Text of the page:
Shares of Visa Inc. were up more than 1% in after-hours trading Wednesday after its latest earnings showed some recovery in spending amid the pandemic.
The payments company posted fiscal second-quarter net income of $3.0 billion, or $1.38 a share, compared with $3.1 billion, or $1.38 a share, a year earlier. On an adjusted basis, Visa
also earned $1.38 a share, down from $1.39 a share a year prior. The FactSet consensus was for $1.27 a share in both GAAP and adjusted earnings.
Visa’s revenue for the quarter dropped to $5.73 billion from $5.85 billion a year prior, while analysts tracked by FactSet were modeling $5.56 billion.
While the headline financials were down relative to a year earlier, Visa saw payments volume grow 11% in the March quarter, with processed transactions rising 8%. Volume from cross-border transactions, or those made between parties from different countries, dropped 11% in the quarter, or 21% when excluding transactions within Europe.
Visa disclosed that fiscal second-quarter payment volume and processed transactions were up 16% compared to the same period in 2019, a data point that the company offered to provide cleaner comparisons to pre-pandemic levels, since part of last year’s March quarter was also impacted by COVID-19. “All business drivers were consistent or improved from the fiscal first-quarter’s results indexed to 2019,” the company said in an investor presentation.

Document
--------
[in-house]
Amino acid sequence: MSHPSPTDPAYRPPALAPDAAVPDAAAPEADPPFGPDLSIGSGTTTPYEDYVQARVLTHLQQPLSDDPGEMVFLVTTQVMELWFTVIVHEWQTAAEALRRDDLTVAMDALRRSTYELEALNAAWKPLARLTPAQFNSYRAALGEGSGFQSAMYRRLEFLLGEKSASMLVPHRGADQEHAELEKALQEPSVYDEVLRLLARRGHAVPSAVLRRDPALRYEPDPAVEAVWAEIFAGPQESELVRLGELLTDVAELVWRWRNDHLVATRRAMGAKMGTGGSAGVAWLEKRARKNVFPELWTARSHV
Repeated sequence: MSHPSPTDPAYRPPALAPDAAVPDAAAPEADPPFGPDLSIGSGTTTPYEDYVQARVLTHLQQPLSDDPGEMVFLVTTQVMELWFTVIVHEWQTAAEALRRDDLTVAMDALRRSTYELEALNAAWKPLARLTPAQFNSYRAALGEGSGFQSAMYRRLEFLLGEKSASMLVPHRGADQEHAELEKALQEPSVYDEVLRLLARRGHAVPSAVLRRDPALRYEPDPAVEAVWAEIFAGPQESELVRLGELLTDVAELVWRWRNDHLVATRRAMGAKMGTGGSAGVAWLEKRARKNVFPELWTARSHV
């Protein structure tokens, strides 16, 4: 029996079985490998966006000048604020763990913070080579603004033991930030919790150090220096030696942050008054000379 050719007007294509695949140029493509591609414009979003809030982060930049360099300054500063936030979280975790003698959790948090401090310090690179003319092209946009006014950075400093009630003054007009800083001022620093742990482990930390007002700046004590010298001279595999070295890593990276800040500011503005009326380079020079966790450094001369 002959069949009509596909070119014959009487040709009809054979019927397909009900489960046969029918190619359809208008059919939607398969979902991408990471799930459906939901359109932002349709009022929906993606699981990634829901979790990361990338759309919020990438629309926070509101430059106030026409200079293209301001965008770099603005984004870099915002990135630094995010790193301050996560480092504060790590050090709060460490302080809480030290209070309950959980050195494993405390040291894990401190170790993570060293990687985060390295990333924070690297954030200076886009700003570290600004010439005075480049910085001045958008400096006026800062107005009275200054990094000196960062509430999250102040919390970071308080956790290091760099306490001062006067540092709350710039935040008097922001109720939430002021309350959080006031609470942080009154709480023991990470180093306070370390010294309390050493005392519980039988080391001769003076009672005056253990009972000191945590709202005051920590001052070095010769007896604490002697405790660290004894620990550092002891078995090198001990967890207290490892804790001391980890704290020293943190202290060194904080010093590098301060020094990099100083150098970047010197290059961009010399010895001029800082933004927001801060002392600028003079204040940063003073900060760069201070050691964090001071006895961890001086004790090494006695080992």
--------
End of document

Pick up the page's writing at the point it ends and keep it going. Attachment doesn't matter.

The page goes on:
The pandemic has impacted spending trends, especially with international travel largely stalled, but Chief Executive Al Kelly said in Visa’s filing that “the recovery is well underway in a number of key markets.” Visa saw positive growth in credit transactions during the March quarter, as well as positive growth for card-present transactions.
Debit transactions proved more resilient than credit ones throughout the pandemic as people focused more on spending their own money rather than borrowing. But growth for both debit transactions and e-commerce transactions, another hot area, “stayed at very healthy levels” in the latest quarter, Kelly said in his statement, even as credit and in-person spending turned positive.
Wedbush analyst Moshe Katri told MarketWatch in an email that he was “specifically encouraged by Visa emphasizing that the pandemic-driven structural volume shift to e-commerce has been sustainable this year” despite the reopening of physical stores.
Visa executives continued to maintain that COVID-19 is driving a shift away from cash that they expect to last beyond the pandemic.
“Debit has become the cash of the e-commerce world,” Kelly added on Visa’s earnings call.
He said that while he expects the gap between debit growth and credit growth to narrow, he’s “not sure that we get back to those two different card platforms growing at the same level going forward,” as “debit will continue to outpace the growth of credit” for as far out as he’s looking.
Visa declined to offer an outlook for the full fiscal year, citing uncertainties in forecasting brought on by the pandemic.